The reaction can be carried out in the presence of diluents or solvents or mixtures of solvents. In this respect, the derivative can be dissolved in one solvent and the triisocyanate in the same or different solvent and then the two solutions can be mixed and exposed to moisture. Preferably the solvents are volatile. One solvent is methyl ethyl ketone which can be used as the sole solvent for the reaction mixture. Another solvent is mineral spirits The starting diketimine is commercially available as Epon Curing Agent H-l. The triisocyanate used in the examples is commercially available under the trademark Desmodur N. It has the structural formula:
had the following properties:
Pencil hardness 4B Sward-Rocker hardness 42 GE. extensibility (percent) 60 Gardner Reverse impact (in. lb.)
On cold rolled steel 16-24 On polished cold rolled steel 60-100 Gloss (60) (ASTM D-523-62T) 81 Taber abrasion (mgm. wt. loss per 1000 cycles using CS-10 wheel) 39.2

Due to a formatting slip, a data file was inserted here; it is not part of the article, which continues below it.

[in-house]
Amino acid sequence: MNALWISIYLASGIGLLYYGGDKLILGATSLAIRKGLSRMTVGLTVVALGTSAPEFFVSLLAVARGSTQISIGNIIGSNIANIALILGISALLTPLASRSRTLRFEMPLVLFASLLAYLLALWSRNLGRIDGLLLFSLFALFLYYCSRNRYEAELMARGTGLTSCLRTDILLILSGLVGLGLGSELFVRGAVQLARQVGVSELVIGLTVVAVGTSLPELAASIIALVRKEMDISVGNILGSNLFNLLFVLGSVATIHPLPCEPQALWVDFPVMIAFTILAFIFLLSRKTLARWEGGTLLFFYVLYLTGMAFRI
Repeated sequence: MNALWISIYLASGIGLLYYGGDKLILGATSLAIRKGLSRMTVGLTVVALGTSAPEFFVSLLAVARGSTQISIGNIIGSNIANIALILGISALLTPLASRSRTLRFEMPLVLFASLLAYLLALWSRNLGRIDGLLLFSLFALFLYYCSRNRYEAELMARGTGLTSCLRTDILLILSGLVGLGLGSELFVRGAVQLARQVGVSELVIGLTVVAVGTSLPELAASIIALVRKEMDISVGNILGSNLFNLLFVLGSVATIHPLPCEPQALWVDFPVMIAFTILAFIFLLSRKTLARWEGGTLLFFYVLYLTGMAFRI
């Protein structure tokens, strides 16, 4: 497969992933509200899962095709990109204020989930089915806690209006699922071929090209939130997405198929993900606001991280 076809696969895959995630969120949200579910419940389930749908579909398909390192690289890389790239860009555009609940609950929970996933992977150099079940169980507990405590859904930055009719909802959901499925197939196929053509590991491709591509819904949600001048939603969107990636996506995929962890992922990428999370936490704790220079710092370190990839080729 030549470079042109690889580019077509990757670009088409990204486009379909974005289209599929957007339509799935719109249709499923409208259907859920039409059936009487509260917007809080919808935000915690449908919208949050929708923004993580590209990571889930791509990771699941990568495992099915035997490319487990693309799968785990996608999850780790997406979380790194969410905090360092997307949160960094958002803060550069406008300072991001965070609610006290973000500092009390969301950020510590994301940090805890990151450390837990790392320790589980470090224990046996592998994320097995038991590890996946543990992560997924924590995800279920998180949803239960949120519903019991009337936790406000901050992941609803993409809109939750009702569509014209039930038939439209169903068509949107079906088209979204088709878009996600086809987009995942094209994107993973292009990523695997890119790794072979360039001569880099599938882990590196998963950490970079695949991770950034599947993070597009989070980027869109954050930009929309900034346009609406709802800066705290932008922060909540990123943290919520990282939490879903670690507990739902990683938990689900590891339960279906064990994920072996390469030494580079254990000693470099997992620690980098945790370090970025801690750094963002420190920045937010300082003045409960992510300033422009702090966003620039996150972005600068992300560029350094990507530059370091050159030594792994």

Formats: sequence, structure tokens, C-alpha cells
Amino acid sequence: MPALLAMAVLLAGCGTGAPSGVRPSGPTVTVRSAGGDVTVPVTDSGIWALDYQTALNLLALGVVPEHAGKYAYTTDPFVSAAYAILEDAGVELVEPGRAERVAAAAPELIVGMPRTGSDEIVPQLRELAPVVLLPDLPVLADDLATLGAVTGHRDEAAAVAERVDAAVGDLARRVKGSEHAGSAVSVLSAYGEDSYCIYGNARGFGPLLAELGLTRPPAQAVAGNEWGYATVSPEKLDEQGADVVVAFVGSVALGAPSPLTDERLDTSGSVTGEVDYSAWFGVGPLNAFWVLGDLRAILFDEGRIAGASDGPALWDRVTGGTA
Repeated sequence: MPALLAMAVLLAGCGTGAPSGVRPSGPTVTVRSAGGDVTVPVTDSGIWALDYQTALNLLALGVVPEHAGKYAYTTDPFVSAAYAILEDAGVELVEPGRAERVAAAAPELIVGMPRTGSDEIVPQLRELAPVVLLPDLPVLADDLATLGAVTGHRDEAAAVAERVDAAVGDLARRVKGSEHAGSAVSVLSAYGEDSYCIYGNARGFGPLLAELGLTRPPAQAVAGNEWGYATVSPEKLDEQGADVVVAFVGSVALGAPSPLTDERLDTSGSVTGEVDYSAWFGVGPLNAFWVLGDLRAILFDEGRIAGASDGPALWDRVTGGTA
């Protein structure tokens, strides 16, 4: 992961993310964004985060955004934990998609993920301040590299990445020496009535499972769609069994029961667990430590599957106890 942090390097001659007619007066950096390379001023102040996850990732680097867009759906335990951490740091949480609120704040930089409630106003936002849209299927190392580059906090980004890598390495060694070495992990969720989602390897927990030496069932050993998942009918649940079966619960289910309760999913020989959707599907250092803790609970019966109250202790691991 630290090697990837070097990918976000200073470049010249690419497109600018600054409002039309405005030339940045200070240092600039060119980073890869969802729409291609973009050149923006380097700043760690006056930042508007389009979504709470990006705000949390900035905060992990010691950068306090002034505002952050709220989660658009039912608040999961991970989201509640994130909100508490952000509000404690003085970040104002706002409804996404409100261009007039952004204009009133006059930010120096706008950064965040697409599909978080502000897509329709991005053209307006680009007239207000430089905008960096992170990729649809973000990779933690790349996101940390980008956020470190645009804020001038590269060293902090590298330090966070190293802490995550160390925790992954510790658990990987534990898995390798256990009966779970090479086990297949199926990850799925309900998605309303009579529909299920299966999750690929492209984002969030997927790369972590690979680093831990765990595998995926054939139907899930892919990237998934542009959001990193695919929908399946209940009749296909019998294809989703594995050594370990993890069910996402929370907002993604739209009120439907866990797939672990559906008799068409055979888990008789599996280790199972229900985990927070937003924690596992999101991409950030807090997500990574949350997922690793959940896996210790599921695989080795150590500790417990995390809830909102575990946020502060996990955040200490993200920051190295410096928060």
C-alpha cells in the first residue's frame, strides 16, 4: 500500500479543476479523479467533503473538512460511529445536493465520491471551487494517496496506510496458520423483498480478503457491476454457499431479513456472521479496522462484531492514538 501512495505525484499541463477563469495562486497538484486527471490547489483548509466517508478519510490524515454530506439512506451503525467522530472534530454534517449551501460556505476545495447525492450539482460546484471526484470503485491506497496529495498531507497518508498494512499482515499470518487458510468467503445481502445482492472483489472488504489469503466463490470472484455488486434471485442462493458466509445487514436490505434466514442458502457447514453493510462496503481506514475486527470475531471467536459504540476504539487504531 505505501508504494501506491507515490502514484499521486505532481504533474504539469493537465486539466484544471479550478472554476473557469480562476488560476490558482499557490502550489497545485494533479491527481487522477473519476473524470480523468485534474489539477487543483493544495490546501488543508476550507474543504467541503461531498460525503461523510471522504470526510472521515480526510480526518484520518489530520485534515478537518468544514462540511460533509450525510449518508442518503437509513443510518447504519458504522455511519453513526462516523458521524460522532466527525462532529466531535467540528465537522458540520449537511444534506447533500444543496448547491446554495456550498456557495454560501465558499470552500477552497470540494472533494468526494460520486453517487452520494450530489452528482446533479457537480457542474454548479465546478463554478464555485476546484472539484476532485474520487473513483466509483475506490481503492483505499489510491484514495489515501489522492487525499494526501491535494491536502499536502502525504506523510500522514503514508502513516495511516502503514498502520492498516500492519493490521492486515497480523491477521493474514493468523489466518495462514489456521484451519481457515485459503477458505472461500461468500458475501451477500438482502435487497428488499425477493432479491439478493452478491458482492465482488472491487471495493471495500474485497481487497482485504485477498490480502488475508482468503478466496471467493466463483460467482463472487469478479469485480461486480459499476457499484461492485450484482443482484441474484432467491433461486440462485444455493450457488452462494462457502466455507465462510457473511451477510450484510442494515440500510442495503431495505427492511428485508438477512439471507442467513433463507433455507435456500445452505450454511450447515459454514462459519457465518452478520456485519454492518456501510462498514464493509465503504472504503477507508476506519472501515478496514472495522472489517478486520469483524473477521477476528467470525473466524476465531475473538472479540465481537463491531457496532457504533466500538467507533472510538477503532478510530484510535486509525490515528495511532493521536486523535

The coatings on tinplate had excellent solvent resistance (ASTM D-154-47) to aviation gasoline, Skydrol 500, mineral spirits and synthetic aircraft transmission oil while they were made very soft by water, toluene, acetic acid and 50% ethanol in this severe 24 hour immersion test. The coatings on glass had excellent solvent resistance to NaOH but were rendered very soft by 37% and were swollen by oleic acid. The coatings were not stained by the synthetic aircraft transmission oil. The coatings showed very good dry adhesion to bonderized steel and tinplate and good adhesion to bonderized aluminum.
EXAMPLES II, III, AND IV Example I was repeated except that a portion of the triisocyanate was replaced by the dimeryl isocyanate as employed in the preparation of the derivative. The reactants were used in the following proportions:
EXAMPLE II Derivative 1 Dimeryl isocyanate Triisocyanate 2 20.5 g. (0.072 eq.) 5.4 g. (0.018 eq.) 13.3 g. (0.0539 eq.) 29.3 g. (0.0680 eq.) 10.2 g. (0.034 eq.) 8.4 g. (0.034 eq.) 18.5 g. (0.0651 eq.) 14.6 g. (0.0486 eq.) 4.0 g. (0.0162 eq.)
1 The derivative was dissolved in the aromatic naphtha solvent as in Example I, the amount of such solvent in Examples II, III and IV being 20.6, 21.7 and 23.1 gm., respectively. The dimeryl isocyanate and triisocyanate were added to the solutions of the derivative.